“But with the Q-class and with our Quadro array there was the possibility to run it with a bigger drop, and to have the quality level that we wanted to achieve. Our goal was at least to achieve high quality flexo print or low quality offset print and we saw it’s possible to use a Quadro array with 14pl native drop size and achieve that quality level and so we chose to be a little bit more conservative and go for a well-known technology, use the bigger drops, use the 600dpi instead of 1200 dpi. But we were sure that we were able to achieve the quality level that this industry is looking for, and we believe the design gave a little bit more robustness from our point of view.”

Knotz points out that Durst is extremely familiar with the Samba head as it uses the Samba G3L head on its Tau label printers but says: “We have a very good print quality on our label printers but on a label printer you run with a head media distance below 1mm. If you have perfect corrugated boards, in a perfect world, under perfect laboratory conditions, the Samba would be a very nice head but in reality you will not have always perfect boards.”

Last year, Fujifilm Dimatix announced a new variant, the Samba G5L, which I’ve previously written about. Knotz says that Durst is interested in using the Samba G5L for corrugated printing but he doesn’t feel that it is yet capable of the level of quality that Durst demands. 

The downside of using the Q-class head is that the resolution is limited to 600dpi rather than the 1200 dpi that the Samba offers. However, Knotz is confident that this is not an issue, stating: “It depends on the quality of the paper that you are printing on, so if you have a very high quality paper then I think that it’s not just the resolution or the size of the drop as it’s also the combination of the ink technology together with the printheads. So our ink gives us a very high level of gloss, for example, and this high gloss level looks perfect to some customers.”

However, he goes on to say: “Perhaps there are some small things, so if you look at a barcode for example, you will see that the barcode is not as sharp as on the Samba printer, for example, but it doesn’t matter because you can read it with your scanner so it makes no difference to the customer. If the customer decides to go for a very high quality paper, for example, or if he decides to go for a very low quality paper, then those are two completely different concept and so he has two options and he can decide what he wants to do. I would not say that one concept is better than another, it depends on the aim of the customer.”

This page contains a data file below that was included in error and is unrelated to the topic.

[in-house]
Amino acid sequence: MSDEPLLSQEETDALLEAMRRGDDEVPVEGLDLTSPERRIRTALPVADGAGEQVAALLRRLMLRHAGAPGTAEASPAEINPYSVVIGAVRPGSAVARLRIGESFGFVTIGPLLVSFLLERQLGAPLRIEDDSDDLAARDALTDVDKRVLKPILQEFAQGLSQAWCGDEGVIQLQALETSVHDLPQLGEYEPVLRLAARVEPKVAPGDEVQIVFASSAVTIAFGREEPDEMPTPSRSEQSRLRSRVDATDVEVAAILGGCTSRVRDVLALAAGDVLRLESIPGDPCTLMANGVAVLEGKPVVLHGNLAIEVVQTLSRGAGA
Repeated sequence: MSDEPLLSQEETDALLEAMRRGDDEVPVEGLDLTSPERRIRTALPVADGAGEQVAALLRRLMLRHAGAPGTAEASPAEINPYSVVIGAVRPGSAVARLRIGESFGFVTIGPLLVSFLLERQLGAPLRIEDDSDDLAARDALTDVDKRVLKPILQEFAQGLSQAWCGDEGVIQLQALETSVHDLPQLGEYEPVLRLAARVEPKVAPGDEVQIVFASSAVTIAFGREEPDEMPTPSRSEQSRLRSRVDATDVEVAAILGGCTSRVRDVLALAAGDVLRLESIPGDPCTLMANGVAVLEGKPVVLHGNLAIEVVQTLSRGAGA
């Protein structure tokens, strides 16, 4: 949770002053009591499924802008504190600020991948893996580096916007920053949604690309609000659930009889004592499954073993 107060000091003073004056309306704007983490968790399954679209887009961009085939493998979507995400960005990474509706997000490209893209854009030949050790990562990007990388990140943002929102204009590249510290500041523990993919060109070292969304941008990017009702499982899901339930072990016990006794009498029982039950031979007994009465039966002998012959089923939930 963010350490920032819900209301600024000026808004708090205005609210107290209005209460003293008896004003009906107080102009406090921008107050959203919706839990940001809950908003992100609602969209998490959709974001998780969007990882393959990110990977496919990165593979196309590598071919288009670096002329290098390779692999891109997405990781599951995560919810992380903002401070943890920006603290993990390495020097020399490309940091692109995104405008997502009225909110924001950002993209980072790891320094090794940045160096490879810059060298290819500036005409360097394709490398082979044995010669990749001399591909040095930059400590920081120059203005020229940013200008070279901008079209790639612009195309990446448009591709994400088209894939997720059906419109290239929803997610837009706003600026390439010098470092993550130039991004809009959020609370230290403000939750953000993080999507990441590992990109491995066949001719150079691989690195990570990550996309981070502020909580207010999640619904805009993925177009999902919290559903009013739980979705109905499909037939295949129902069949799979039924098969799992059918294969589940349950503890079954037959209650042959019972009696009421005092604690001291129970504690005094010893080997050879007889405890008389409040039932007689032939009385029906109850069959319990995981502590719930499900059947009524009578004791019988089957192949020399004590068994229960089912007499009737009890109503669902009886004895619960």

He points out that there are now several machines running in Europe and the US, adding: “No customer is telling us that the quality level is not good enough. So we are still confident that we made the right decision there.”

The Durst wide format division is located in Lienz, Austria.

That said, the CorruJet, developed by Koenig and Bauer and also sold through the joint venture with Durst, does use the Samba G3L printhead. Knotz says of the CorruJet: “The sharpness level, the gradient level is perfect, and also if you go for very high, very fast runs, the product is from the design perspective developed for that purpose. And also for the offset quality level. Our goal was to achieve high flexo quality and we know that we can achieve a low offset quality because we have a customer that is doing exactly that but we are not able to go into the very high quality offset range with a 600dpi 14pl printhead. It’s not possible but it was not our goal. So there’s a difference between these two concepts from a development point of view and I think that both concepts have their advantages and to be honest there are some disadvantages because each technology has its pros and cons.”